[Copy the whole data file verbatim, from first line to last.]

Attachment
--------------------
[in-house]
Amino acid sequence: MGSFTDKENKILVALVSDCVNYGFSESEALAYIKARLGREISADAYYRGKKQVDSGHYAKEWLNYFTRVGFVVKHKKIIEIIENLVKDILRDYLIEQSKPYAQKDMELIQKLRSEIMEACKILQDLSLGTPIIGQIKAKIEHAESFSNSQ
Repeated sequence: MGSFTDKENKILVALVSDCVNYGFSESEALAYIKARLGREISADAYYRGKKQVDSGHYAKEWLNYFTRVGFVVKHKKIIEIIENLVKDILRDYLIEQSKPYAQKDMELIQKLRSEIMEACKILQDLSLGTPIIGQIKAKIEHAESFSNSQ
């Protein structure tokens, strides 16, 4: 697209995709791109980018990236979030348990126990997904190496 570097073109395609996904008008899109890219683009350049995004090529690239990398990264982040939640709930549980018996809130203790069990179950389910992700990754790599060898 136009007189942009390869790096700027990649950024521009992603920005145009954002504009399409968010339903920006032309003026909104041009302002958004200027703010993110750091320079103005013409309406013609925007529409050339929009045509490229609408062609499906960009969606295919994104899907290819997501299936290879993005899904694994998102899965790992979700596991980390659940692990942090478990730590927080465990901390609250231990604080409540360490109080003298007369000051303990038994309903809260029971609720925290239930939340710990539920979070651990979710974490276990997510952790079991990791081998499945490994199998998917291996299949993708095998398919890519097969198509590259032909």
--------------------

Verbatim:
[in-house]
Amino acid sequence: MGSFTDKENKILVALVSDCVNYGFSESEALAYIKARLGREISADAYYRGKKQVDSGHYAKEWLNYFTRVGFVVKHKKIIEIIENLVKDILRDYLIEQSKPYAQKDMELIQKLRSEIMEACKILQDLSLGTPIIGQIKAKIEHAESFSNSQ
Repeated sequence: MGSFTDKENKILVALVSDCVNYGFSESEALAYIKARLGREISADAYYRGKKQVDSGHYAKEWLNYFTRVGFVVKHKKIIEIIENLVKDILRDYLIEQSKPYAQKDMELIQKLRSEIMEACKILQDLSLGTPIIGQIKAKIEHAESFSNSQ
């Protein structure tokens, strides 16, 4: 697209995709791109980018990236979030348990126990997904190496 570097073109395609996904008008899109890219683009350049995004090529690239990398990264982040939640709930549980018996809130203790069990179950389910992700990754790599060898 136009007189942009390869790096700027990649950024521009992603920005145009954002504009399409968010339903920006032309003026909104041009302002958004200027703010993110750091320079103005013409309406013609925007529409050339929009045509490229609408062609499906960009969606295919994104899907290819997501299936290879993005899904694994998102899965790992979700596991980390659940692990942090478990730590927080465990901390609250231990604080409540360490109080003298007369000051303990038994309903809260029971609720925290239930939340710990539920979070651990979710974490276990997510952790079991990791081998499945490994199998998917291996299949993708095998398919890519097969198509590259032909």